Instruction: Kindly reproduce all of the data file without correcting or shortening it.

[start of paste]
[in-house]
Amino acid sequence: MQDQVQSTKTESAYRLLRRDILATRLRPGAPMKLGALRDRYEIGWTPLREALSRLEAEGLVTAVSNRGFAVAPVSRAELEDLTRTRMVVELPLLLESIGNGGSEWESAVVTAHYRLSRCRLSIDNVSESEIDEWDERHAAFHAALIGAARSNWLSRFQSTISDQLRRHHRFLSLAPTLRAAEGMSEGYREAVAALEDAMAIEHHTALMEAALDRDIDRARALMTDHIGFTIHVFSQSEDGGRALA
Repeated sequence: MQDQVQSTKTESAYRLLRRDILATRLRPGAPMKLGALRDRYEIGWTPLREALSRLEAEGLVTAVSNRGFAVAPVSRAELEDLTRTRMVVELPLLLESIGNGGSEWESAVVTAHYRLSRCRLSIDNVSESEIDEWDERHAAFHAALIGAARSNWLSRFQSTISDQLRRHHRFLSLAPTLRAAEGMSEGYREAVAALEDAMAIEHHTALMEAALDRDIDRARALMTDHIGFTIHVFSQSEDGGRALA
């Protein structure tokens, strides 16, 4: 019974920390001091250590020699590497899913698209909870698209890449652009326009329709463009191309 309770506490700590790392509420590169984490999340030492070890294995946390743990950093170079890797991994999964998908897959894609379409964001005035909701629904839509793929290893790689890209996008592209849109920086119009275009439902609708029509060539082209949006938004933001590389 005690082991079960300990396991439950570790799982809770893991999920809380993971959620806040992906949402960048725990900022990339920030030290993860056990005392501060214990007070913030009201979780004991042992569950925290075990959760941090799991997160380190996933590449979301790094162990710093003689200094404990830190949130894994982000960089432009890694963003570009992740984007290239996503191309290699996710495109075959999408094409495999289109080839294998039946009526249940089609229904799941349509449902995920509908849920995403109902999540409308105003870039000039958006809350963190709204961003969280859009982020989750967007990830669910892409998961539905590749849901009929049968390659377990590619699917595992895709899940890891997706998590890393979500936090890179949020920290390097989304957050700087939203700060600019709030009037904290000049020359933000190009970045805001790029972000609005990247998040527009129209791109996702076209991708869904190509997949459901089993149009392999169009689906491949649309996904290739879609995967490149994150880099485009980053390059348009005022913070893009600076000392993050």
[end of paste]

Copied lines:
[in-house]
Amino acid sequence: MQDQVQSTKTESAYRLLRRDILATRLRPGAPMKLGALRDRYEIGWTPLREALSRLEAEGLVTAVSNRGFAVAPVSRAELEDLTRTRMVVELPLLLESIGNGGSEWESAVVTAHYRLSRCRLSIDNVSESEIDEWDERHAAFHAALIGAARSNWLSRFQSTISDQLRRHHRFLSLAPTLRAAEGMSEGYREAVAALEDAMAIEHHTALMEAALDRDIDRARALMTDHIGFTIHVFSQSEDGGRALA
Repeated sequence: MQDQVQSTKTESAYRLLRRDILATRLRPGAPMKLGALRDRYEIGWTPLREALSRLEAEGLVTAVSNRGFAVAPVSRAELEDLTRTRMVVELPLLLESIGNGGSEWESAVVTAHYRLSRCRLSIDNVSESEIDEWDERHAAFHAALIGAARSNWLSRFQSTISDQLRRHHRFLSLAPTLRAAEGMSEGYREAVAALEDAMAIEHHTALMEAALDRDIDRARALMTDHIGFTIHVFSQSEDGGRALA
């Protein structure tokens, strides 16, 4: 019974920390001091250590020699590497899913698209909870698209890449652009326009329709463009191309 309770506490700590790392509420590169984490999340030492070890294995946390743990950093170079890797991994999964998908897959894609379409964001005035909701629904839509793929290893790689890209996008592209849109920086119009275009439902609708029509060539082209949006938004933001590389 005690082991079960300990396991439950570790799982809770893991999920809380993971959620806040992906949402960048725990900022990339920030030290993860056990005392501060214990007070913030009201979780004991042992569950925290075990959760941090799991997160380190996933590449979301790094162990710093003689200094404990830190949130894994982000960089432009890694963003570009992740984007290239996503191309290699996710495109075959999408094409495999289109080839294998039946009526249940089609229904799941349509449902995920509908849920995403109902999540409308105003870039000039958006809350963190709204961003969280859009982020989750967007990830669910892409998961539905590749849901009929049968390659377990590619699917595992895709899940890891997706998590890393979500936090890179949020920290390097989304957050700087939203700060600019709030009037904290000049020359933000190009970045805001790029972000609005990247998040527009129209791109996702076209991708869904190509997949459901089993149009392999169009689906491949649309996904290739879609995967490149994150880099485009980053390059348009005022913070893009600076000392993050």